When I think about what I want my son to remember when he’s older from being a baby, I have high hopes that he’ll remember how much we loved him. But I’m not a delusional new parent…at least totally delusional. He clearly won’t be able to recall any of his experiences directly. I’m aware that he won’t remember me singing Randy Travis songs to him accompanied by my semi-hollow guitar; he won’t recall that I dressed him in a Patriots uniform before one of the big games; he won’t recall the first time we buckled him into his car seat, and he won’t know how many times we checked in the rearview mirror to ensure he was alive. In fact, Daniel Siegel, child psychologist and author of “The Whole Brain Child,” called the beginning of a child’s life infant amnesia, which is the phenomenon where adults can’t recall episodic memories from before they were two years old.
It’s sad to think that everything I do for my child won’t be directly remembered.
But, of course, I know experience forms a child’s future. That’s what I was thinking about the first time I brought my son to the ocean. I was lucky enough to bring him to Hawaii, specifically the north shore of Kauai, which is one of the wettest places on the planet. Kauai is a special place for my family, which I chronicled in a blog called, “10 Things to Do in Kauai with Your Wife Before You Die.” During our trip, it rained on and off. Waterfalls were springing up on the mountain sides. Clouds rolled in off the ocean, and for large chunks of the day, the island was swallowed by fog.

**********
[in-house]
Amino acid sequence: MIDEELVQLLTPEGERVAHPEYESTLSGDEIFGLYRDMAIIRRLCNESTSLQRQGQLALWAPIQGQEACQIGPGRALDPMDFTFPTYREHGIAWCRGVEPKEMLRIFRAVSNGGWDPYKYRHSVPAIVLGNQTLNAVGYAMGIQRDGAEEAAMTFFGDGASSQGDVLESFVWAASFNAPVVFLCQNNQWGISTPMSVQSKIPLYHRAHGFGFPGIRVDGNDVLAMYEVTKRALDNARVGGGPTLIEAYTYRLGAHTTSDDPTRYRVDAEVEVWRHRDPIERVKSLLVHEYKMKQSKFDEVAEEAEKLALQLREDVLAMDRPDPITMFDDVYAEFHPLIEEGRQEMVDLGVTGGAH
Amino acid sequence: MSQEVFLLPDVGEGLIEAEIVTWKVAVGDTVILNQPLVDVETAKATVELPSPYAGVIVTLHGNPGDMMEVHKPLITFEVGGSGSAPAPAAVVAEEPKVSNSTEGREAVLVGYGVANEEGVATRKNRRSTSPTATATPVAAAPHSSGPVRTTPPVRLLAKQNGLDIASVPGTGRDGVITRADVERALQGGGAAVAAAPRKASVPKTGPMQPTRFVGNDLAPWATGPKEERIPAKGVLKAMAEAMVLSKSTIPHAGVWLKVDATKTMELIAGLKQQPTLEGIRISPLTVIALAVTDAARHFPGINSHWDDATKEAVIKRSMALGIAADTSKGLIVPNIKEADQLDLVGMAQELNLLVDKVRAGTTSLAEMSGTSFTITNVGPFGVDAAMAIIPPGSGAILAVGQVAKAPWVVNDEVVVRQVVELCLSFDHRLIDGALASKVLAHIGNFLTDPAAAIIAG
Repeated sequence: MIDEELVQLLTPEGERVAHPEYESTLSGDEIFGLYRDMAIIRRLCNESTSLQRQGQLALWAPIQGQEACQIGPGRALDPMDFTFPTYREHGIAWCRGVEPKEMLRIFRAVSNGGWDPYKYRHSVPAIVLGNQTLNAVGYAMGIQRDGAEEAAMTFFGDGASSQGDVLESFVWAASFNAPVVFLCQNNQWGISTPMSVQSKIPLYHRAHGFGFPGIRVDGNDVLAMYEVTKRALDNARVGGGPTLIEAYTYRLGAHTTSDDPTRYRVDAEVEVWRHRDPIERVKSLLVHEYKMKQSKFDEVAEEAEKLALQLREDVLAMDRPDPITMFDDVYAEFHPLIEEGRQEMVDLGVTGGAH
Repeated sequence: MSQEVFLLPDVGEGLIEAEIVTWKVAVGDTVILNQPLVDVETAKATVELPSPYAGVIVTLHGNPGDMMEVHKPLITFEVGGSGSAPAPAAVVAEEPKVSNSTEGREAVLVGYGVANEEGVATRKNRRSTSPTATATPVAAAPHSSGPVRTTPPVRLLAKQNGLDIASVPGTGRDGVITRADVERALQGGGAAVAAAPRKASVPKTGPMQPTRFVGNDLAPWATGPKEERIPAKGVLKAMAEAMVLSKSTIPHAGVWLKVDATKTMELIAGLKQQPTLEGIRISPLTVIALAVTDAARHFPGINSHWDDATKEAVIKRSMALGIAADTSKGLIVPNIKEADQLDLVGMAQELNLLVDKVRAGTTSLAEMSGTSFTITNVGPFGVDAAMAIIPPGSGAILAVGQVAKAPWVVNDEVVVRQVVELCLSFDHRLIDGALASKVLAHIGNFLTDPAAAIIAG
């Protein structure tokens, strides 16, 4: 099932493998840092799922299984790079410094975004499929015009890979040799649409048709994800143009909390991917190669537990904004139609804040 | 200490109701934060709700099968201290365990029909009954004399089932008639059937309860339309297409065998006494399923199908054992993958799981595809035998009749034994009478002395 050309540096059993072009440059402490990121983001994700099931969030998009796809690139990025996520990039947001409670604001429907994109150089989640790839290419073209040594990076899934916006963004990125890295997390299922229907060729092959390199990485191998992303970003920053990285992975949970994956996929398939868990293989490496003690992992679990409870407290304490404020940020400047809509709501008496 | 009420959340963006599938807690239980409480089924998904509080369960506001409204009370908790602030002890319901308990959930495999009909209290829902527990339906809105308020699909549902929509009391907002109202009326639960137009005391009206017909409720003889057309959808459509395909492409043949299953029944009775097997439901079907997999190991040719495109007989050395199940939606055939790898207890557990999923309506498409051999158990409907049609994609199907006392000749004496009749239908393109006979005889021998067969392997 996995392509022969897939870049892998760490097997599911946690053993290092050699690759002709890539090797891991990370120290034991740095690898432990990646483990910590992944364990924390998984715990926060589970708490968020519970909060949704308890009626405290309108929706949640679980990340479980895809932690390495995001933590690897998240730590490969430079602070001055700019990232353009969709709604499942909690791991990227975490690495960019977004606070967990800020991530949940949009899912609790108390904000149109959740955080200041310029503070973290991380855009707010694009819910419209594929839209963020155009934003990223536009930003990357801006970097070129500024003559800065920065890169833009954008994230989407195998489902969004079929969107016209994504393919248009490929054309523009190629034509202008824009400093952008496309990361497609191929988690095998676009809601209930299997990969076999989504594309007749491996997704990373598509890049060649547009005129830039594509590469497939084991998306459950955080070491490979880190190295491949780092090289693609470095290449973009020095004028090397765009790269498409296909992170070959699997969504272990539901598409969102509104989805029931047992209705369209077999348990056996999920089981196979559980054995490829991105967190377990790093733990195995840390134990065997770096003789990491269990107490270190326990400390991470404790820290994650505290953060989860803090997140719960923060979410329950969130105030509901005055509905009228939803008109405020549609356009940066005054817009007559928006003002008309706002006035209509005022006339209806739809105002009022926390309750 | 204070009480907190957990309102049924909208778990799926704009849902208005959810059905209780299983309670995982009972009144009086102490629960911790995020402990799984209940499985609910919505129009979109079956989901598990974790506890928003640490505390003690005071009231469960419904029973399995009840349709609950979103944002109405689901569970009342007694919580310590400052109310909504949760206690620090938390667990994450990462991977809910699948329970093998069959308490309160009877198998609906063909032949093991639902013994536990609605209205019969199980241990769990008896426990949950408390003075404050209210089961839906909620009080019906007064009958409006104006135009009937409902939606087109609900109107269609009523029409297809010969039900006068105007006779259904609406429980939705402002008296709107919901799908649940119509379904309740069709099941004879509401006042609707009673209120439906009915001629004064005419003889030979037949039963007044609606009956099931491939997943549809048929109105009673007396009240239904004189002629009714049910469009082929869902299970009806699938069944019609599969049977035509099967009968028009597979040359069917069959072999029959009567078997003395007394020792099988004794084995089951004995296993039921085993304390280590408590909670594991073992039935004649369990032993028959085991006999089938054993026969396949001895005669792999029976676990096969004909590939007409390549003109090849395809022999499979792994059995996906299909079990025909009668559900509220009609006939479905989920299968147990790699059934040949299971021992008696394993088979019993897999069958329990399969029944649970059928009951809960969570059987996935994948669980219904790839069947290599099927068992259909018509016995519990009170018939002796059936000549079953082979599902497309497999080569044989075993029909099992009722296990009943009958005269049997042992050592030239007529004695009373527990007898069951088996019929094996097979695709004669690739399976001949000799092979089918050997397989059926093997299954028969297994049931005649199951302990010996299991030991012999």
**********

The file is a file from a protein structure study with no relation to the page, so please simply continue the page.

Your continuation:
On the second day, when the sun broke through the rain clouds, Kauai rolled back its curtain and the beauty of the garden isle took center stage. So I brought my son to the edge of the beach, and we stared at Hanalei Bay for almost an hour.
I have traveled to Kauai, Hawaii, three times now, and it’s safe to say that Hanalei Bay on the North Shore is the most beautiful place I have ever seen in my life. While I didn’t have my DSLR, I tried to capture the beauty of the place on my iPhone, but the images fall short of replicating the transcendental experience of looking at the bay and seeing the mountains, knowing that just beyond is the Na Pali Coast.
We sat in a tent underneath a koa tree, and it provided a canopy to shield my son from the sun. He is three months old. I held him so he could look at what I considered a natural masterpiece. I listened to the birds in the tree above us, the wind moving through the tent, and the ocean rocking the shore. Deeper in the bay, I could see the waves breaking, and the surfers were paddling into the break. In the foreground, there is a mountain that runs from the jungle to the ocean. It resembles a sleeping dragon, and the mouth of the dragon faces the ocean, as if ready to address any strangers. Legend has it, Peter, Paul, and Mary famously wrote their song, “Puff the Magic Dragon,” about this view.
If I could spend the rest of my life looking at one thing–whether that is a painting by Van Gogh or any wonder like Half Dome in Yosemite or the Colorado River at the bottom of the Grand Canyon–then it would certainly be Hanalei Bay. The water is a metallic blue at sun set, the rain clouds hang on the mountains, waterfalls trickle down the hills, rainbows are all too common. The mountains are called Hihimanu, Namolokama, and Mamalahoa–names I’m not sure how to pronounce.
While my son might not remember directly the experience of sitting underneath that tree and staring at Hanalei Bay, I do believe he will one day recognize the feeling. He might not remember directly, but unconscious experience is something that families can pass down to each other even when we are unaware. We share experience through generations, passing it the same way we pass genetic material. One day, I know that my son will stop and sit underneath a tree and hear the wind blowing through the canopy and see mountains towering over the ocean, waterfalls cascading down the mountain, and he will hear my voice without me having to say a word.